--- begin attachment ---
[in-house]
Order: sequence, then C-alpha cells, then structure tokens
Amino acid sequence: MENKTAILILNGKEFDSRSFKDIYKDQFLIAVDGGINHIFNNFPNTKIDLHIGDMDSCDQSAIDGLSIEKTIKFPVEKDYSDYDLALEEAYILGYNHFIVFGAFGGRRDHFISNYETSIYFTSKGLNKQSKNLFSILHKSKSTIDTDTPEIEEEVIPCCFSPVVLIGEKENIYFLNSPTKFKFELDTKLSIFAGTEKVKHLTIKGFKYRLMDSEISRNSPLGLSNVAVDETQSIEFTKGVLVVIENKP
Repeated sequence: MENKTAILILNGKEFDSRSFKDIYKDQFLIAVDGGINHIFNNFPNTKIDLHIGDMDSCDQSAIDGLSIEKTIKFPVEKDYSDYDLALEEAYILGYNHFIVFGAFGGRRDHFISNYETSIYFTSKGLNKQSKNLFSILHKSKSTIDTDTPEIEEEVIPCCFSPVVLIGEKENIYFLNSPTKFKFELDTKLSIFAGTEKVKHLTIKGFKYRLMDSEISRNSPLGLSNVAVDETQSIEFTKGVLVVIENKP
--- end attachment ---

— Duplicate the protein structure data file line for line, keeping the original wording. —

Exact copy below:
[in-house]
Order: sequence, then C-alpha cells, then structure tokens
Amino acid sequence: MENKTAILILNGKEFDSRSFKDIYKDQFLIAVDGGINHIFNNFPNTKIDLHIGDMDSCDQSAIDGLSIEKTIKFPVEKDYSDYDLALEEAYILGYNHFIVFGAFGGRRDHFISNYETSIYFTSKGLNKQSKNLFSILHKSKSTIDTDTPEIEEEVIPCCFSPVVLIGEKENIYFLNSPTKFKFELDTKLSIFAGTEKVKHLTIKGFKYRLMDSEISRNSPLGLSNVAVDETQSIEFTKGVLVVIENKP
Repeated sequence: MENKTAILILNGKEFDSRSFKDIYKDQFLIAVDGGINHIFNNFPNTKIDLHIGDMDSCDQSAIDGLSIEKTIKFPVEKDYSDYDLALEEAYILGYNHFIVFGAFGGRRDHFISNYETSIYFTSKGLNKQSKNLFSILHKSKSTIDTDTPEIEEEVIPCCFSPVVLIGEKENIYFLNSPTKFKFELDTKLSIFAGTEKVKHLTIKGFKYRLMDSEISRNSPLGLSNVAVDETQSIEFTKGVLVVIENKP